Coulomb's law or Coulomb's inversesquare law, is a law of physics describing the electrostatic interaction between electrically charged particles. It was studied and first published in 1783 by French physicist Charles Augustin de Coulomb and was essential to the development of the theory of electromagnetism. Nevertheless, the dependence of the electric force with distance had been proposed previously by Joseph Priestley^{[1]} and the dependence with both distance and charge had been discovered, but not published, by Henry Cavendish, prior to Coulomb's works.
Basic equation
Coulomb's law states that: "The magnitude of the Electrostatics force of interaction between two point charges is directly proportional to the scalar multiplication of the magnitudes of charges and inversely proportional to the square of the distances between them."
The scalar form of Coulomb's law is an expression for the magnitude and sign of the electrostatic force between two idealized point charges, small in size compared to their separation. This force (F) acting simultaneously on point charges (q_{1}) and (q_{2}), is given by
In the more useful vectorform statement, the force in the equation is a vector force acting on either point charge, so directed as to push it away from the other point charge; the righthand side of the equation, in this case, must have an additional product term of a unit vector pointing in one of two opposite directions, e.g., from q_{1} to q_{2} if the force is acting on q_{2}; the charges may have either sign and the sign of their product determines the ultimate direction of that force. Thus, the vector force pushing the charges away from each other (pulling towards each other if negative) is directly proportional to the product of the charges and inversely proportional to the square of the distance between them. The square of the distance part arises from the fact that the force field due to an isolated point charge is uniform in all directions and gets "diluted" with distance as much as the area of a sphere centered on the point charge expands with its radius.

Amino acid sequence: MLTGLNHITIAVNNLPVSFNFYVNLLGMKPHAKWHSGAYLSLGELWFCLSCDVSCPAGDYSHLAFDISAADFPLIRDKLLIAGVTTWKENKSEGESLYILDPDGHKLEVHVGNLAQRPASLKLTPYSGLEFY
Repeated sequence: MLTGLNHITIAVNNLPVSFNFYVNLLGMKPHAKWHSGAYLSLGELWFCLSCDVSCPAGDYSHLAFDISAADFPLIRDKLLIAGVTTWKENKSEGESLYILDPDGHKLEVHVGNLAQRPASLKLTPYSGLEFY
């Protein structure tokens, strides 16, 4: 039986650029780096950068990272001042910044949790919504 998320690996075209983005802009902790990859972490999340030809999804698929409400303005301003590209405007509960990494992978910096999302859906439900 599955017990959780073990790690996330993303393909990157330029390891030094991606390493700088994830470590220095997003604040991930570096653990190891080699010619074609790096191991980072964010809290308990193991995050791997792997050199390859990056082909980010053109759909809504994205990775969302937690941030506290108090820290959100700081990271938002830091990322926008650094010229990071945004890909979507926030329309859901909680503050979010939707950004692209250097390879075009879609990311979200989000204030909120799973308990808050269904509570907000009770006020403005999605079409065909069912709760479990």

The law of superposition allows this law to be extended to include any number of point charges, to derive the force on any one point charge by a vector addition of these individual forces acting alone on that point charge. The resulting vector happens to be parallel to the electric field vector at that point, with that point charge (or "test charge") removed.
Coulomb's law can also be interpreted in terms of atomic units with the force expressed in Hartrees per Bohr radius, the charge in terms of the elementary charge, and the distances in terms of the Bohr radius.
Electric field
Vector form
In order to obtain both the magnitude and direction of the force on a charge, q_{1} at position , experiencing a field due to the presence of another charge, q_{2} at position , the full vector form of Coulomb's law is required.If both charges have the same sign (like charges) then the product q_{1}q_{2} is positive and the direction of the force on q_{1} is given by ; the charges repel each other. If the charges have opposite signs then the product q_{1}q_{2} is negative and the direction of the force on q_{1} is given by ; the charges attract each other.
System of discrete charges
The principle of linear superposition may be used to calculate the force on a small test charge, q, due to a system of N discrete charges:Continuous charge distribution
For a charge distribution an integral over the region containing the charge is equivalent to an infinite summation, treating each infinitesimal element of space as a point charge dq.For a linear charge distribution (a good approximation for charge in a wire) where gives the charge per unit length at position , and is an infinitesimal element of length,
 .^{[9]}
 ^{[8]}
Graphical representation
Below is a graphical representation of Coulomb's law, when q_{1}q_{2} > 0. The vector is the force experienced by q_{1}. The vector is the force experienced by q_{2}. Their magnitudes will always be equal. The vector is the displacement vector between two charges (q_{1} and q_{2}).Electrostatic approximation
In either formulation, Coulomb’s law is fully accurate only when the objects are stationary, and remains approximately correct only for slow movement. These conditions are collectively known as the electrostatic approximation. When movement takes place, magnetic fields are produced which alter the force on the two objects. The magnetic interaction between moving charges may be thought of as a manifestation of the force from the electrostatic field but with Einstein’s theory of relativity taken into consideration.Table of derived quantities
Particle property  Relationship  Field property  
Vector quantity 

 
Relationship  
Scalar quantity 


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